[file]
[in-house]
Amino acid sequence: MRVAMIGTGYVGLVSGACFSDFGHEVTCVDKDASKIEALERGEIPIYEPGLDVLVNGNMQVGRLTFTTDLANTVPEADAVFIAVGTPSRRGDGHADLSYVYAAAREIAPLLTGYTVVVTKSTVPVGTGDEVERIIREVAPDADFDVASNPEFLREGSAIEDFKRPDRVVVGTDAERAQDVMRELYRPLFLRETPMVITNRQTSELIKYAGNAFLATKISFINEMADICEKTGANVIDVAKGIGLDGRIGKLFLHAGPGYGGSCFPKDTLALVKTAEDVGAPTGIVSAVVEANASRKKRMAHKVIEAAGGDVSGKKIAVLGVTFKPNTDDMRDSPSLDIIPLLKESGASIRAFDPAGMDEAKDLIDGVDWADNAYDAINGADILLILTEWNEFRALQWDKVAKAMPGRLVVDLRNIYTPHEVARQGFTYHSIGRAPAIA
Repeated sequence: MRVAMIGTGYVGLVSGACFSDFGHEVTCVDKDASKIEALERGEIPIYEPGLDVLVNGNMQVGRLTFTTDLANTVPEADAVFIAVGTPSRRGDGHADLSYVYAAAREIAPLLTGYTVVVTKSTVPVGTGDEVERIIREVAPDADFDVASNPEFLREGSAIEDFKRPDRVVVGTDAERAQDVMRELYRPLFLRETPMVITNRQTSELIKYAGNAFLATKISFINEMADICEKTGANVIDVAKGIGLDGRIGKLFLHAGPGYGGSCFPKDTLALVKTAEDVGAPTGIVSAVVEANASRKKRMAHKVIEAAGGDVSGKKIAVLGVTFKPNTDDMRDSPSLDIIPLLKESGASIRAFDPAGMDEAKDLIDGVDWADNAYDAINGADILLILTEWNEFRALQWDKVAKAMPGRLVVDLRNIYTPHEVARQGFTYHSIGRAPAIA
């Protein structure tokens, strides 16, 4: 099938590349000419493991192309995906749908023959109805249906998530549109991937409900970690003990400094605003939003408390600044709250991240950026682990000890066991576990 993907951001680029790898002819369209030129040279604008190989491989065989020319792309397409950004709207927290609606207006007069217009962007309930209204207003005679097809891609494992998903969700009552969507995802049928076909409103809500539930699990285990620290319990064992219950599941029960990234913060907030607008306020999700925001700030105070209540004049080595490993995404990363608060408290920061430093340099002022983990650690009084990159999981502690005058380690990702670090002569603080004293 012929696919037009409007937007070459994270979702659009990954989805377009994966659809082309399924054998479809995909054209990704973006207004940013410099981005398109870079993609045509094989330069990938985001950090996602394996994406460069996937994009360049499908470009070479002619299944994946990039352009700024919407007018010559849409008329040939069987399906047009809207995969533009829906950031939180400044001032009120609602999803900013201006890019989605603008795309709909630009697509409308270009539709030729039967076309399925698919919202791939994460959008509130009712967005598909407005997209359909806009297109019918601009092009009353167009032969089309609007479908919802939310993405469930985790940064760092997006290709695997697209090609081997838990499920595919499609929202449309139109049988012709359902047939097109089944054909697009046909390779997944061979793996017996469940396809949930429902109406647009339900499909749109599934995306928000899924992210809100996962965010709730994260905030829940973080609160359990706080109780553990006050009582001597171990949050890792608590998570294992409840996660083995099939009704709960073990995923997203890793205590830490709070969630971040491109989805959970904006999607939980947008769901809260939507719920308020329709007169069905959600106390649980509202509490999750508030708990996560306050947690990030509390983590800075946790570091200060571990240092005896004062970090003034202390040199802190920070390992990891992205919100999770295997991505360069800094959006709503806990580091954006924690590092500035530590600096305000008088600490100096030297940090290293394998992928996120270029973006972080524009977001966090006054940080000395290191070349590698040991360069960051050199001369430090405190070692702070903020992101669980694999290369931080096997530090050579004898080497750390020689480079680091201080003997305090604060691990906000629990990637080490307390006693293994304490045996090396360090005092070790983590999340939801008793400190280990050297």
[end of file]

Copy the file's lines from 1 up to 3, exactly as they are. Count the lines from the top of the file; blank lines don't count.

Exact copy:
[in-house]
Amino acid sequence: MRVAMIGTGYVGLVSGACFSDFGHEVTCVDKDASKIEALERGEIPIYEPGLDVLVNGNMQVGRLTFTTDLANTVPEADAVFIAVGTPSRRGDGHADLSYVYAAAREIAPLLTGYTVVVTKSTVPVGTGDEVERIIREVAPDADFDVASNPEFLREGSAIEDFKRPDRVVVGTDAERAQDVMRELYRPLFLRETPMVITNRQTSELIKYAGNAFLATKISFINEMADICEKTGANVIDVAKGIGLDGRIGKLFLHAGPGYGGSCFPKDTLALVKTAEDVGAPTGIVSAVVEANASRKKRMAHKVIEAAGGDVSGKKIAVLGVTFKPNTDDMRDSPSLDIIPLLKESGASIRAFDPAGMDEAKDLIDGVDWADNAYDAINGADILLILTEWNEFRALQWDKVAKAMPGRLVVDLRNIYTPHEVARQGFTYHSIGRAPAIA
Repeated sequence: MRVAMIGTGYVGLVSGACFSDFGHEVTCVDKDASKIEALERGEIPIYEPGLDVLVNGNMQVGRLTFTTDLANTVPEADAVFIAVGTPSRRGDGHADLSYVYAAAREIAPLLTGYTVVVTKSTVPVGTGDEVERIIREVAPDADFDVASNPEFLREGSAIEDFKRPDRVVVGTDAERAQDVMRELYRPLFLRETPMVITNRQTSELIKYAGNAFLATKISFINEMADICEKTGANVIDVAKGIGLDGRIGKLFLHAGPGYGGSCFPKDTLALVKTAEDVGAPTGIVSAVVEANASRKKRMAHKVIEAAGGDVSGKKIAVLGVTFKPNTDDMRDSPSLDIIPLLKESGASIRAFDPAGMDEAKDLIDGVDWADNAYDAINGADILLILTEWNEFRALQWDKVAKAMPGRLVVDLRNIYTPHEVARQGFTYHSIGRAPAIA